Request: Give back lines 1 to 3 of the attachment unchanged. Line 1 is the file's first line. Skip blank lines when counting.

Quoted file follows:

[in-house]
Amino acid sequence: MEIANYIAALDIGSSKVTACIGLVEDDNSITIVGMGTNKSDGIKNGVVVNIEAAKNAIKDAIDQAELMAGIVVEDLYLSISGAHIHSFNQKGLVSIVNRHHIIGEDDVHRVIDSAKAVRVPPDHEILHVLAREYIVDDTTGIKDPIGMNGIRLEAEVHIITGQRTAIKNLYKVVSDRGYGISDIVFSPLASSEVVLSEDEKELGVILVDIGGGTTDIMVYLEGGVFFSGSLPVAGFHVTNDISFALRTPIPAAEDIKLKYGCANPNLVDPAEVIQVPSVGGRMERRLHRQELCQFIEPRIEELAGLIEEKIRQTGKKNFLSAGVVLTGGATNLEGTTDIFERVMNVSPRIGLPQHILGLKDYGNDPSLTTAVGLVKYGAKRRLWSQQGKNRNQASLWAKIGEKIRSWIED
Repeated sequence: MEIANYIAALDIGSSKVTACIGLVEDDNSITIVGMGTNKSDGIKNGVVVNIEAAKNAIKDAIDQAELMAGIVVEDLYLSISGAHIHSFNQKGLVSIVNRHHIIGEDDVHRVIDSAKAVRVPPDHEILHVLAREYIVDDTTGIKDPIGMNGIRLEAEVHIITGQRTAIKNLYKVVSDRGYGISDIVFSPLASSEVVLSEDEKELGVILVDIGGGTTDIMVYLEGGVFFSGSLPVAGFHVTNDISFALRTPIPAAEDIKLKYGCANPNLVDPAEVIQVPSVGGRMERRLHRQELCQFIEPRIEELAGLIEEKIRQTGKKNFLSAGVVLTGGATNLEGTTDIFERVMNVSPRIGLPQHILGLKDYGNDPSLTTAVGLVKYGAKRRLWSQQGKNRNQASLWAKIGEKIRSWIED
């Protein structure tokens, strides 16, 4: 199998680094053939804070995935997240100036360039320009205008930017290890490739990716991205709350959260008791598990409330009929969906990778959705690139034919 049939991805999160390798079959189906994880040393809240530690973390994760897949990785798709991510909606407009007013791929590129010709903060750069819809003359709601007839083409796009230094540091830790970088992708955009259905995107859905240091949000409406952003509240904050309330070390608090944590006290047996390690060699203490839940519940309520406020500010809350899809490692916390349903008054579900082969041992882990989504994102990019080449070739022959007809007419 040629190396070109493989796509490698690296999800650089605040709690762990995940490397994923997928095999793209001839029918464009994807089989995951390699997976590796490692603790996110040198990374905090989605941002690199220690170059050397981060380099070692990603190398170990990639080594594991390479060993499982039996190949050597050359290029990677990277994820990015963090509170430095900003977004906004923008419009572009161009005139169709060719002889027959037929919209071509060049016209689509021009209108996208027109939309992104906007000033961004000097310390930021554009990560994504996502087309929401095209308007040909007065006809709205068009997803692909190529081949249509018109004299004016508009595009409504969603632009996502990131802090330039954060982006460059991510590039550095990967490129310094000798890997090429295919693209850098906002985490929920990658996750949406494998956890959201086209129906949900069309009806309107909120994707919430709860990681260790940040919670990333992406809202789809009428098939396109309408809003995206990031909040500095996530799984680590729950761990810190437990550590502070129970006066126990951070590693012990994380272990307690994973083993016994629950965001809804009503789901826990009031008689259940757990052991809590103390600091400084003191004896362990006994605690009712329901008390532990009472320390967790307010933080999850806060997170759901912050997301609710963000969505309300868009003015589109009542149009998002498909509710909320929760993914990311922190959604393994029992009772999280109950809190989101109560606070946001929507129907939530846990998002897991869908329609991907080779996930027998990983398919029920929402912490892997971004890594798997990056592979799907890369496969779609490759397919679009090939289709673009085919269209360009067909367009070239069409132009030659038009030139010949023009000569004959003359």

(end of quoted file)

[in-house]
Amino acid sequence: MEIANYIAALDIGSSKVTACIGLVEDDNSITIVGMGTNKSDGIKNGVVVNIEAAKNAIKDAIDQAELMAGIVVEDLYLSISGAHIHSFNQKGLVSIVNRHHIIGEDDVHRVIDSAKAVRVPPDHEILHVLAREYIVDDTTGIKDPIGMNGIRLEAEVHIITGQRTAIKNLYKVVSDRGYGISDIVFSPLASSEVVLSEDEKELGVILVDIGGGTTDIMVYLEGGVFFSGSLPVAGFHVTNDISFALRTPIPAAEDIKLKYGCANPNLVDPAEVIQVPSVGGRMERRLHRQELCQFIEPRIEELAGLIEEKIRQTGKKNFLSAGVVLTGGATNLEGTTDIFERVMNVSPRIGLPQHILGLKDYGNDPSLTTAVGLVKYGAKRRLWSQQGKNRNQASLWAKIGEKIRSWIED
Repeated sequence: MEIANYIAALDIGSSKVTACIGLVEDDNSITIVGMGTNKSDGIKNGVVVNIEAAKNAIKDAIDQAELMAGIVVEDLYLSISGAHIHSFNQKGLVSIVNRHHIIGEDDVHRVIDSAKAVRVPPDHEILHVLAREYIVDDTTGIKDPIGMNGIRLEAEVHIITGQRTAIKNLYKVVSDRGYGISDIVFSPLASSEVVLSEDEKELGVILVDIGGGTTDIMVYLEGGVFFSGSLPVAGFHVTNDISFALRTPIPAAEDIKLKYGCANPNLVDPAEVIQVPSVGGRMERRLHRQELCQFIEPRIEELAGLIEEKIRQTGKKNFLSAGVVLTGGATNLEGTTDIFERVMNVSPRIGLPQHILGLKDYGNDPSLTTAVGLVKYGAKRRLWSQQGKNRNQASLWAKIGEKIRSWIED